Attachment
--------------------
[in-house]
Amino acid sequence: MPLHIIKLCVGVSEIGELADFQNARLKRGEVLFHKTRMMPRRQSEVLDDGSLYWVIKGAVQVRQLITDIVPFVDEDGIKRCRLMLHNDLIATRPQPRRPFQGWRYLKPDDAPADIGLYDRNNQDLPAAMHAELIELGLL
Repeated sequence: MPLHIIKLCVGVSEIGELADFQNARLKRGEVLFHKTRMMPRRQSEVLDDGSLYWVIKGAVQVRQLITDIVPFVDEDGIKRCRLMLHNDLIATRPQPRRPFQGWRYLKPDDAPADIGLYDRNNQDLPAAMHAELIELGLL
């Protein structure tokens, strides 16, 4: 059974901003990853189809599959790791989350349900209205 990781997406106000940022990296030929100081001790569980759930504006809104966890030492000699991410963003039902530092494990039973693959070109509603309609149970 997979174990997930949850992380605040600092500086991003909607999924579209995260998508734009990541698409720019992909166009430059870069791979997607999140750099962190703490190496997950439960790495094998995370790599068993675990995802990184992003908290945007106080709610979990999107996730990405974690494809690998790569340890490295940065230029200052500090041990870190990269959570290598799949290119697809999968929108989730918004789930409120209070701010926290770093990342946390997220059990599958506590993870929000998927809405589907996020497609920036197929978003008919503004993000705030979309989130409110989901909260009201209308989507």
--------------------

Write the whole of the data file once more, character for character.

[in-house]
Amino acid sequence: MPLHIIKLCVGVSEIGELADFQNARLKRGEVLFHKTRMMPRRQSEVLDDGSLYWVIKGAVQVRQLITDIVPFVDEDGIKRCRLMLHNDLIATRPQPRRPFQGWRYLKPDDAPADIGLYDRNNQDLPAAMHAELIELGLL
Repeated sequence: MPLHIIKLCVGVSEIGELADFQNARLKRGEVLFHKTRMMPRRQSEVLDDGSLYWVIKGAVQVRQLITDIVPFVDEDGIKRCRLMLHNDLIATRPQPRRPFQGWRYLKPDDAPADIGLYDRNNQDLPAAMHAELIELGLL
């Protein structure tokens, strides 16, 4: 059974901003990853189809599959790791989350349900209205 990781997406106000940022990296030929100081001790569980759930504006809104966890030492000699991410963003039902530092494990039973693959070109509603309609149970 997979174990997930949850992380605040600092500086991003909607999924579209995260998508734009990541698409720019992909166009430059870069791979997607999140750099962190703490190496997950439960790495094998995370790599068993675990995802990184992003908290945007106080709610979990999107996730990405974690494809690998790569340890490295940065230029200052500090041990870190990269959570290598799949290119697809999968929108989730918004789930409120209070701010926290770093990342946390997220059990599958506590993870929000998927809405589907996020497609920036197929978003008919503004993000705030979309989130409110989901909260009201209308989507």